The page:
“We will just have to live with the fact that we are sharing you with a larger area,” Gilvin said. “Thank you for your mentorship.”
McQueen is a Philadelphia native and describes himself as an agitator who challenges others to be inclusive and find a place of understanding with people from different backgrounds. When a Johns Creek police chief made negative comments in June about the motives of the Black Lives Matter movement, McQueen said, “(The chief’s) job is not to go on hearsay but to investigate the truth. Black Lives Matter is not about killing police officers.”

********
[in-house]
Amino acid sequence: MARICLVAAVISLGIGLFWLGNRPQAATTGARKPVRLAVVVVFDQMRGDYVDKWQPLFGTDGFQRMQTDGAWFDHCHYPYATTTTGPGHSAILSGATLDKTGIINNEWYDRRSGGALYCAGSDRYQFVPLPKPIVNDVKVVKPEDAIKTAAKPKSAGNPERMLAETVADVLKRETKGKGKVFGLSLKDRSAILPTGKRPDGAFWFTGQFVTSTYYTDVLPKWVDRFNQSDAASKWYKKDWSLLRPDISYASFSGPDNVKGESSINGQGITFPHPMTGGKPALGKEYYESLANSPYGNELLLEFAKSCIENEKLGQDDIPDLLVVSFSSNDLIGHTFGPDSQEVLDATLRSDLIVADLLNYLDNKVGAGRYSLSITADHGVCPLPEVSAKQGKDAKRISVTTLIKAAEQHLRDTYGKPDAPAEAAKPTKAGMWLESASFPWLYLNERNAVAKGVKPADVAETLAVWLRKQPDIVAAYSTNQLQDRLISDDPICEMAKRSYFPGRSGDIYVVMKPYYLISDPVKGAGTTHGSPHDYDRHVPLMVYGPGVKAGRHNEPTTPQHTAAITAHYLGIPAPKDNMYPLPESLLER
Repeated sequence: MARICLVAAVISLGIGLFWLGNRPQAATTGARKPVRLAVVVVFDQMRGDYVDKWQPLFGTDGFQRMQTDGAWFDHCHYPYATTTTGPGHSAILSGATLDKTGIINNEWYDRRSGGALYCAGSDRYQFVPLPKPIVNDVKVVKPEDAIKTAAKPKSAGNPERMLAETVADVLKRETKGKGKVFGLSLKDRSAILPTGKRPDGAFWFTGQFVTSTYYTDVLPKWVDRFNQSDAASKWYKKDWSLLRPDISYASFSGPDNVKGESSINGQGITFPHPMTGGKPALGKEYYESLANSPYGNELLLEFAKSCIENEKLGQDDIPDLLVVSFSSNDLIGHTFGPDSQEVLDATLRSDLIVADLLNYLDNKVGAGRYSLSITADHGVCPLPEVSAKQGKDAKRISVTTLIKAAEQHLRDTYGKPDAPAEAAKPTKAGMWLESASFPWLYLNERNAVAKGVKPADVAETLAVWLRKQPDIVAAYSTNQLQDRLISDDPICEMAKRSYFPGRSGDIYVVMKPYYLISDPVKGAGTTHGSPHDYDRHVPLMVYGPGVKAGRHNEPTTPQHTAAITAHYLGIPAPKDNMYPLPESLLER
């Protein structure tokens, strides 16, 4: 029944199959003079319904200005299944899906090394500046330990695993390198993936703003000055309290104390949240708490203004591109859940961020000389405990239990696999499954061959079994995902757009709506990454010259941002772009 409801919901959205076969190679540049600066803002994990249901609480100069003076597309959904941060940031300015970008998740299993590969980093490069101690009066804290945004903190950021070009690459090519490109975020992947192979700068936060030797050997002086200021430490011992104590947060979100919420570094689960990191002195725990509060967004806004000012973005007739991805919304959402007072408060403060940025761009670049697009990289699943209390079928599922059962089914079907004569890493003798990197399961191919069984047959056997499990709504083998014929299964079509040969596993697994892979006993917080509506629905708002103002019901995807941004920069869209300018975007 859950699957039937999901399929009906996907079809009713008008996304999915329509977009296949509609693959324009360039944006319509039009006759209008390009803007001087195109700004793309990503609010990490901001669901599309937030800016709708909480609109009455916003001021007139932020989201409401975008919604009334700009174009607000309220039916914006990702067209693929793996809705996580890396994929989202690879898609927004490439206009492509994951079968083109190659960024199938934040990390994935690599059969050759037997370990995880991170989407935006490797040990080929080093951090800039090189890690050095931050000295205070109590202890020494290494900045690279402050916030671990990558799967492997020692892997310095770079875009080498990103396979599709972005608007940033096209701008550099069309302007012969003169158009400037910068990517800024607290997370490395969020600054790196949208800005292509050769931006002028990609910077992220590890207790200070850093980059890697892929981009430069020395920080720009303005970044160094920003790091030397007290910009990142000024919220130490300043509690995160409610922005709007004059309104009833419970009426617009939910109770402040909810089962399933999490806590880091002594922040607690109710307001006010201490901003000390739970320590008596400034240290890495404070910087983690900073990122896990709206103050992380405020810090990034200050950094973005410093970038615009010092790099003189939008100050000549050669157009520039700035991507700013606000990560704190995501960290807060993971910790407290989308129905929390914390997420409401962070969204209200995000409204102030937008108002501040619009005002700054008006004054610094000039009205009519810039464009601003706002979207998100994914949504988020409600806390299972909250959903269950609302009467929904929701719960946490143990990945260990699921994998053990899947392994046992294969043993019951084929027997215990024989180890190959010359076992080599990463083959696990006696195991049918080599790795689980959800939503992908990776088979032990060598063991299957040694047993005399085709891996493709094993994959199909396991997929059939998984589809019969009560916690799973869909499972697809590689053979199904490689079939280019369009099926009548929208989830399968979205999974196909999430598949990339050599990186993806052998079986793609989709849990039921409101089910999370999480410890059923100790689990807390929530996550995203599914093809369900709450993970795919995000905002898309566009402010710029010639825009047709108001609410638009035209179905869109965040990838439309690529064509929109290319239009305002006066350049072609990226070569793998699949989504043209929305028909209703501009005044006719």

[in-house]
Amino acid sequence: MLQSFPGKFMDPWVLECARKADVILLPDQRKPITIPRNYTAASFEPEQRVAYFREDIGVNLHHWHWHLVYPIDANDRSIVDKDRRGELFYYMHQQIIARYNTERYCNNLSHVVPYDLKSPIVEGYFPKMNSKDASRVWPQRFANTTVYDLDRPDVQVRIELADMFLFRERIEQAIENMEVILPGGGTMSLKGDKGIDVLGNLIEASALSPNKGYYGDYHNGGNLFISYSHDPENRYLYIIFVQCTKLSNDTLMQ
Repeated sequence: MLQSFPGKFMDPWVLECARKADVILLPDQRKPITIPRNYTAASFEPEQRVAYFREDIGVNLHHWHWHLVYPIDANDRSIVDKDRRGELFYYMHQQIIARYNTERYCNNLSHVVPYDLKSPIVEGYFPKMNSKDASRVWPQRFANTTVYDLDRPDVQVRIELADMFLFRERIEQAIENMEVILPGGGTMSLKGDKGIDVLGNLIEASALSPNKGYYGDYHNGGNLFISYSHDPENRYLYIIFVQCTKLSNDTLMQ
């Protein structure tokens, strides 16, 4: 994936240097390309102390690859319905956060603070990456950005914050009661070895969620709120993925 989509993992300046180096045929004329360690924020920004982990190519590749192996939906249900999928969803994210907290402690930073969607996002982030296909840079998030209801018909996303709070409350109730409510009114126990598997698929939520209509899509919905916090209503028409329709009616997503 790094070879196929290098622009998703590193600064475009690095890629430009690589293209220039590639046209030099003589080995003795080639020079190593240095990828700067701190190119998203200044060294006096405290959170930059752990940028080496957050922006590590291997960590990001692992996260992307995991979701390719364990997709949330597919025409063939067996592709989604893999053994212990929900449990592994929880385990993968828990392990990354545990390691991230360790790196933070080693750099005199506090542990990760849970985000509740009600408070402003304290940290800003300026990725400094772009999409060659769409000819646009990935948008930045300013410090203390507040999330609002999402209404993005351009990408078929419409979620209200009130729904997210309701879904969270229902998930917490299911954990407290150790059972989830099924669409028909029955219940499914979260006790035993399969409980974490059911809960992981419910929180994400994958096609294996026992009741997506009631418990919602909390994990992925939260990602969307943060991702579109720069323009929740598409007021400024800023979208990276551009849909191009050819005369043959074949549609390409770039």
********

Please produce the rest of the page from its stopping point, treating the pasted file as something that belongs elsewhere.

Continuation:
McQueen has talked to white clergy troubled by the killing of George Floyd by a police officer in Minnesota and held vigils at St. James for other high-profile deaths across the country.
“I will always challenge you on the side of truth and right,” McQueen said Monday.
During the proclamation ceremony, he asked Gilvin to bridge gaps during a time of the Black Lives Matter movement, the pandemic and economic hardships.
“We can talk,” McQueen said referring to people with different points of view. “We don’t always have to agree. We can reason together and we can go to the common bond.”